Postgres is very flexible - there is more than one way to grab a good, usable backup (and many of the best don't require you to use pgAgent - you can script them with regular OS tools).
nearora already described using
pg_dumpall which may be viable for you.
The Postgres manual describes two other options which can be automated on Windows with a little scripting.
Option 2: Filesystem-Level Backup
Normally this is done by shutting down the server and grabbing the
If you can't shut down the server then contrary to what the manual says here, you can get a usable backup without shutting down the server -- Simply to take a "base backup" as you would for setting up a WAL/PITR Slave.
The result of this backup should be a copy of the
PGDATA directory, plus a few WAL segments, stored in a separate location on the server that your normal filesystem-level backup processes can pick up.
You must ensure that the base backup completes prior to grabbing the files with your regular filesystem backup process, otherwise you might wind up getting an unusable backup.
Option 3: Backing up a slave
With this method you will need to create a slave server, either log-shipping or hot standby, as described in the Postgres docs.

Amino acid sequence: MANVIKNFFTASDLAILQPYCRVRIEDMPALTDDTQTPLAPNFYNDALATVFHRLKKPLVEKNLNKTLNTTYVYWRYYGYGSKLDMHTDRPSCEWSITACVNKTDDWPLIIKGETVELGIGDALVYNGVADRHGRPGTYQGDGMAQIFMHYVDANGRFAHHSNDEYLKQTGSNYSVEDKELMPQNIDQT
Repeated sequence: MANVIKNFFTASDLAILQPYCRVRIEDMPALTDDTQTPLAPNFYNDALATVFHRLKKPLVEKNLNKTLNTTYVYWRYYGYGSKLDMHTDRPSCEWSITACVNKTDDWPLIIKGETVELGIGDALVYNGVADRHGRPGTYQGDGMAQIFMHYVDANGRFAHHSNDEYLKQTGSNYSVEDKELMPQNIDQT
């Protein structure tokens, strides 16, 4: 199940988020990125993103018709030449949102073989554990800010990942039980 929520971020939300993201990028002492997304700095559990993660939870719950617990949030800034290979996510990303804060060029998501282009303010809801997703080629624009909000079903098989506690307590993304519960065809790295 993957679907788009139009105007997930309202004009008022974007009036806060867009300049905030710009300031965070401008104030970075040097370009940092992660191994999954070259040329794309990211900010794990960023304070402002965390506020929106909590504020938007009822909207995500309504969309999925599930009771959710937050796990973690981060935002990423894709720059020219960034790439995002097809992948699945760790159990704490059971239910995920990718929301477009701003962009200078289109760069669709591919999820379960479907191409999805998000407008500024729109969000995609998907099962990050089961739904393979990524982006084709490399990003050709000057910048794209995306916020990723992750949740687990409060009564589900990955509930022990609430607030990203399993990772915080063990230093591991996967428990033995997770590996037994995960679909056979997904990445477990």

When it's time to back up your cluster, shut the slave down and back up its
PGDATA directory as you would for a regular filesystem backup, then restart the slave and let it catch up with the master again.
This is by far my favorite option for backing up a Postgres cluster - If you dedicate a specific slave server to be the "backups slave" you can perform backups of your cluster with zero impact on production applications using your database.
The major downsides are that it requires a slave server, and you must make sure that Postgres is stopped on the slave before you grab the
PGDATA directory, and is not started again until you're done grabbing the files.
You also need to ensure that backups complete in a reasonable timeframe so the WAL segments you need to catch up to the master are still available. In practice that will only be an issue for clusters with EXTREMELY high write loads, or if you do something like a
VACUUM FULL on the master while the slave is being backed up..